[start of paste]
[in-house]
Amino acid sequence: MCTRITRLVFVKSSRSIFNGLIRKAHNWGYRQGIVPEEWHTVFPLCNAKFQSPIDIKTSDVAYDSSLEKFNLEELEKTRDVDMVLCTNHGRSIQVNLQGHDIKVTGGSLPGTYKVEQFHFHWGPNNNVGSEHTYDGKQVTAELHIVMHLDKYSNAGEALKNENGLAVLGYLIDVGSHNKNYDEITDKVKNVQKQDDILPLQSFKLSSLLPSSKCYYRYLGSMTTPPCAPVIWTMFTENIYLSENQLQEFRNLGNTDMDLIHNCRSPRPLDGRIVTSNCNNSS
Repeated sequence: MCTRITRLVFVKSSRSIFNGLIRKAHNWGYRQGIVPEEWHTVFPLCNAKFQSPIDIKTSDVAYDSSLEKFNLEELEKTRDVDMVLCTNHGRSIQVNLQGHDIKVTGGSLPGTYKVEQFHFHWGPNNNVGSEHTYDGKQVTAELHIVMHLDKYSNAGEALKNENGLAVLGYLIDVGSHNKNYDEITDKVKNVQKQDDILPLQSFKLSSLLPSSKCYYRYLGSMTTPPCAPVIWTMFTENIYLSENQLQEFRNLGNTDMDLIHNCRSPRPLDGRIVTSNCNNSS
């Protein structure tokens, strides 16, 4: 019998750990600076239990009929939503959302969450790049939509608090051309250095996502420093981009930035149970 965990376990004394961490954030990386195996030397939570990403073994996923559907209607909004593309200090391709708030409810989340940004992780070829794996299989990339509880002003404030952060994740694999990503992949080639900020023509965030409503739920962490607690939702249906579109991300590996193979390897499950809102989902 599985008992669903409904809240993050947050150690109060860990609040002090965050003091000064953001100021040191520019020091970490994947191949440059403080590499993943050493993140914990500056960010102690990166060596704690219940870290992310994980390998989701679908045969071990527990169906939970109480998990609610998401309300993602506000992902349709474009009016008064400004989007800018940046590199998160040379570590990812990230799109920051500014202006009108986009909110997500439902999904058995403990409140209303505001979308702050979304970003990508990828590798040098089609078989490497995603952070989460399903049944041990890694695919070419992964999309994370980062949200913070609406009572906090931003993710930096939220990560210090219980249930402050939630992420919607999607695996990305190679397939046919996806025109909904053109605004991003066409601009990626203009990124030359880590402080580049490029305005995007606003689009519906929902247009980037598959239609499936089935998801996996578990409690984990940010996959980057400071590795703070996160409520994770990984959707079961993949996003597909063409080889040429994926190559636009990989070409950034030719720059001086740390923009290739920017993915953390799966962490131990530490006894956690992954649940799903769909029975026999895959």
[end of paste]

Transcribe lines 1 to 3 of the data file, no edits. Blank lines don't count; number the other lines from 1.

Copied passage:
[in-house]
Amino acid sequence: MCTRITRLVFVKSSRSIFNGLIRKAHNWGYRQGIVPEEWHTVFPLCNAKFQSPIDIKTSDVAYDSSLEKFNLEELEKTRDVDMVLCTNHGRSIQVNLQGHDIKVTGGSLPGTYKVEQFHFHWGPNNNVGSEHTYDGKQVTAELHIVMHLDKYSNAGEALKNENGLAVLGYLIDVGSHNKNYDEITDKVKNVQKQDDILPLQSFKLSSLLPSSKCYYRYLGSMTTPPCAPVIWTMFTENIYLSENQLQEFRNLGNTDMDLIHNCRSPRPLDGRIVTSNCNNSS
Repeated sequence: MCTRITRLVFVKSSRSIFNGLIRKAHNWGYRQGIVPEEWHTVFPLCNAKFQSPIDIKTSDVAYDSSLEKFNLEELEKTRDVDMVLCTNHGRSIQVNLQGHDIKVTGGSLPGTYKVEQFHFHWGPNNNVGSEHTYDGKQVTAELHIVMHLDKYSNAGEALKNENGLAVLGYLIDVGSHNKNYDEITDKVKNVQKQDDILPLQSFKLSSLLPSSKCYYRYLGSMTTPPCAPVIWTMFTENIYLSENQLQEFRNLGNTDMDLIHNCRSPRPLDGRIVTSNCNNSS